Obama Calls for Release of Leopoldo López from Political Imprisonment
EspañolUS President Barack Obama made an appeal on Tuesday, calling for the release of Venezuelan opposition leader and political prisoner Leopoldo López. The president made the remarks during his speech at the Clinton Global Initiative, after participating in the UN General Assembly summit on climate change.
López has been imprisoned since February, after the government of Nicolás Maduro blamed him for 43 deaths associated with a wave of anti-government protests that began early this year — although he was not at the scene of any of them.
“We stand in solidarity with those who are detained at this very moment,” Obama said, making a reference to López as his first example, along with other human-rights activists. “They ought to be released,” he added.
Obama also mentioned Berta Soler, the leader of a dissident Cuban group, Ladies in White: “These citizens remind us why civil society is so essential… When people are free to speak their minds and hold their leaders accountable, governments are more responsive and more effective.”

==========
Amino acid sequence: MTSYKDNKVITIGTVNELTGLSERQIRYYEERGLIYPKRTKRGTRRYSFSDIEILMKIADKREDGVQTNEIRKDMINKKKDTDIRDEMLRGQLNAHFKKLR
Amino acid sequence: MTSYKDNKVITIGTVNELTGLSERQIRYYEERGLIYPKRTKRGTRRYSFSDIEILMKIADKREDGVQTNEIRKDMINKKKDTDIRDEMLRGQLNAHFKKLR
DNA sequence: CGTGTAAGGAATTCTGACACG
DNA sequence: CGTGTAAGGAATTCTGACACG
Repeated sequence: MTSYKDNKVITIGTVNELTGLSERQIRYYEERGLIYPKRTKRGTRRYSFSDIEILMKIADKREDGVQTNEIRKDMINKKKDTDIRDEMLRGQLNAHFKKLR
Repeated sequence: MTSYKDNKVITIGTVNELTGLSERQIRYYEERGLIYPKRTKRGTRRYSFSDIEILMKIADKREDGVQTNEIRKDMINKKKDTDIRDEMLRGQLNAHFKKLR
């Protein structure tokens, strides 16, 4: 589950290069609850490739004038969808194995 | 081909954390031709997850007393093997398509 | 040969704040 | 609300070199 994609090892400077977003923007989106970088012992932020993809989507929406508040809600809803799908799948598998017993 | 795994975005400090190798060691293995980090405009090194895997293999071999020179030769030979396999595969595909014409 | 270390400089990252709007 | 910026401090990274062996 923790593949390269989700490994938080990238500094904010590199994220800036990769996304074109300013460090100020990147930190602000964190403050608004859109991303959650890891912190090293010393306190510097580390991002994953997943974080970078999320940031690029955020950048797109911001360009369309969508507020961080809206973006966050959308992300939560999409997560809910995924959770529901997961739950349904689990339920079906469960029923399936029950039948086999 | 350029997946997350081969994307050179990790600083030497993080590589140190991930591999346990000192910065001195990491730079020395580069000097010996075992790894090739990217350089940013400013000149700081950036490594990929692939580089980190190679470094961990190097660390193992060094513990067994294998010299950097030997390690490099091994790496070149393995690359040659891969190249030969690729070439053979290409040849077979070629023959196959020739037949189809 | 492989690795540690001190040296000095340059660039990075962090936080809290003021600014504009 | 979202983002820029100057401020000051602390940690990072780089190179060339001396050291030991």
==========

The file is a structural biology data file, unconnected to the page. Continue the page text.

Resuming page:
Lilian Tintori, Leopoldo López’s wife, responded to Obama’s words: “I am very moved and proud to hear the representative for world democracy and freedom say that Leopoldo López should be released.”
“He really understands the truth of the Leopoldo López situation, and the Venezuelan situation: freedom for Leopoldo López is freedom for Venezuela,” Tintori added.
Agradecemos al Presidente Obama por expresar su apoyo con firmeza y sin ambigüedades a la causa de la libertad en Venezuela.
— Lilian Tintori (@liliantintori) September 23, 2014
Meanwhile, the case against Maduro for crimes against humanity is making its way through the International Criminal Court in the Hague. The prosecutor in this case is currently examining a complaint filed by more than 300 representatives of Spain and Latin America. They accuse Maduro of brutal repression during anti-government protests that ballooned in February.
The complaint, filed last April, also highlights the Venezuelan government’s use of the judicial system as a tool to persecute political opponents. Leopoldo López is one of 80 Venezuelans the government is holding in prison over their involvement in protests in February.